Pet Sitting & Medication Delivery Education
In loving memory of “Lincoln.” This month has been a terribly sad month for Poochy Doos, LLC. We lost a very old and dear friend, “Mr. Lincoln” to problems associated with NSAID usage. His owners were treating Lincoln as instructed by their veterinarian and had apparently not been informed of the dangers of NSAIDS, including the signs of acute toxicity.
Our hearts go out to Mr. Lincoln’s family in their time of grief! Lincoln was a great dog and we all loved him very much! As a professional pet sitting company we are confronted daily with medication delivery, instructions from clients that often seem confused, and information that doesn’t necessarily comport with the knowledge we’ve acquired over the course of providing care for years.
Pet Sitting and Client Education
So all of us, at one time or another, may be confronted with having to treat our four legged friends for pain or inflammation. In canines, this is probably most commonly done in order to treat Arthritis, a very common ailment. While there are supplements and wholistic treatments as well, controlling inflammation and pain management remains an important part in any treatment regimen.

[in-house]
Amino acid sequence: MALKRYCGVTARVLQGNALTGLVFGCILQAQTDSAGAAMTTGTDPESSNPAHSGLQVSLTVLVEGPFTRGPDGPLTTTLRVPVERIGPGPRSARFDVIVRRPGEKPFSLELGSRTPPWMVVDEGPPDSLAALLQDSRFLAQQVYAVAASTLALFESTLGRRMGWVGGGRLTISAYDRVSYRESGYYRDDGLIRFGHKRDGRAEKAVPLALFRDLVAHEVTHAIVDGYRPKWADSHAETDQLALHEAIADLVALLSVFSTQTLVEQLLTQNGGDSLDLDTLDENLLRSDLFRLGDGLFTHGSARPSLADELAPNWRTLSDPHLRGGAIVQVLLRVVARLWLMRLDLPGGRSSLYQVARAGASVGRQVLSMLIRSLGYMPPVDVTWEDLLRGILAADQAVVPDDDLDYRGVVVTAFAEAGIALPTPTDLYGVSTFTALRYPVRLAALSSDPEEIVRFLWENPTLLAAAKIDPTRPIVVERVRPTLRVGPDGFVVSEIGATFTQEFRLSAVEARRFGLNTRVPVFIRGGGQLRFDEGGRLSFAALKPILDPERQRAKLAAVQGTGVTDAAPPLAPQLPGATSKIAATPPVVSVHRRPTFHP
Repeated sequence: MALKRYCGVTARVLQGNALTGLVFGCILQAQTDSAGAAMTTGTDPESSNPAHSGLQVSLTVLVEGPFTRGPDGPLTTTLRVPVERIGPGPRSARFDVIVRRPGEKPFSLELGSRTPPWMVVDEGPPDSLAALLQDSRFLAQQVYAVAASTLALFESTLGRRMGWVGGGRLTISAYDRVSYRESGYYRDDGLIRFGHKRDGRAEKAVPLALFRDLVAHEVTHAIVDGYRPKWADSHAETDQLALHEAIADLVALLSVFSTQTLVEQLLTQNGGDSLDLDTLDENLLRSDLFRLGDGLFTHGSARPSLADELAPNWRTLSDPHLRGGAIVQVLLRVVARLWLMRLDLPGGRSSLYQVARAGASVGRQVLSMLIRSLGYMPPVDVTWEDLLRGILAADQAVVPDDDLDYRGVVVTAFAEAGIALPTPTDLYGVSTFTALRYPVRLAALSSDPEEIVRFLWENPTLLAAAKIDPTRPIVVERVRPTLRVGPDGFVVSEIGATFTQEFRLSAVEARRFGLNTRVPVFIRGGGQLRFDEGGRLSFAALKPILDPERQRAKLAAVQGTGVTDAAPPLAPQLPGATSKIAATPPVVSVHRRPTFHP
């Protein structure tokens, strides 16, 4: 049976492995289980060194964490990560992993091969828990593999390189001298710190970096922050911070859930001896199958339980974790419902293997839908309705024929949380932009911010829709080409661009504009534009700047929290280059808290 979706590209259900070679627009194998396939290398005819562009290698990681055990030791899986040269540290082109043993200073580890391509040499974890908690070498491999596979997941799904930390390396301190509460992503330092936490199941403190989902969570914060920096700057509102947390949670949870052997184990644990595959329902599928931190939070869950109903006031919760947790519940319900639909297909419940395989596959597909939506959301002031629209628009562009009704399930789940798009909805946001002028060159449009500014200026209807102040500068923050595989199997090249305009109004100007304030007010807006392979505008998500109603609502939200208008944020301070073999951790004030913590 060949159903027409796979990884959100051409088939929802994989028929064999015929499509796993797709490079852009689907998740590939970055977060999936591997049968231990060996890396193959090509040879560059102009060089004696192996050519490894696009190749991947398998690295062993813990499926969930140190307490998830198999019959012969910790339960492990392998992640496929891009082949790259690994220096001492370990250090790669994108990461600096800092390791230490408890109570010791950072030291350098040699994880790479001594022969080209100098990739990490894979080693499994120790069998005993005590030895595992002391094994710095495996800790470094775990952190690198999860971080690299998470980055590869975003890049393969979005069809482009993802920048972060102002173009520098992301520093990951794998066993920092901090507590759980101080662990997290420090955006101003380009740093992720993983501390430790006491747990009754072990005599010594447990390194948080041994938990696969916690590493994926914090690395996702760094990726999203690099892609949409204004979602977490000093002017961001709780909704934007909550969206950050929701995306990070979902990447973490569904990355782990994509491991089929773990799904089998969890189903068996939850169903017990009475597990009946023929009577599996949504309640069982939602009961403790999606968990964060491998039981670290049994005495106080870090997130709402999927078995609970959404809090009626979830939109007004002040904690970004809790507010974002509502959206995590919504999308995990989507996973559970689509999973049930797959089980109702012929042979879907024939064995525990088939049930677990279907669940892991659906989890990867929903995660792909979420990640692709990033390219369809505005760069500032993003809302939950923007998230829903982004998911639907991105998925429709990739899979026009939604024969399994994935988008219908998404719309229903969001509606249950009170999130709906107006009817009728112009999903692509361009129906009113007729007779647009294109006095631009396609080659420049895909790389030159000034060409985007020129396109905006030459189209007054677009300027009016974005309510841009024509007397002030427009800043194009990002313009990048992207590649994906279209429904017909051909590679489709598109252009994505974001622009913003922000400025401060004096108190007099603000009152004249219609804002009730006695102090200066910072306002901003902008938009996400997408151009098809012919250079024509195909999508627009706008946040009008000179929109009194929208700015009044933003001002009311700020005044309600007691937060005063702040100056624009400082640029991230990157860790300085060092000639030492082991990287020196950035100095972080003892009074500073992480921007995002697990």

There are various NSAIDs (non-steroidal anti-inflammatory) drugs on the market. Generally speaking, they work by suppressing the enzyme prostaglandin. The problem is, when prostaglandin is inhibited, it can adversely affect blood circulation in the kidneys and the production of blood platelets.
As a professional pet sitting and dog walking company, we can’t tell you how many times our professional pet care team has discovered veterinarians have purportedly not reviewed the potential risks with medications. Needless to say, your veterinarian should always discuss potential side-effects with you prior to administering any drug. With NSAIDs in particular, during the first 24-72 hours, it is important to keep a close eye on your dog to observe any adverse reactions.
We are not veterinarians. For more information on the dangers of NSAIDS, please see your veterinarian or inquire at the CSU Veterinarian Teaching Hospital. Animals should not have to lose their lives over things that are preventable.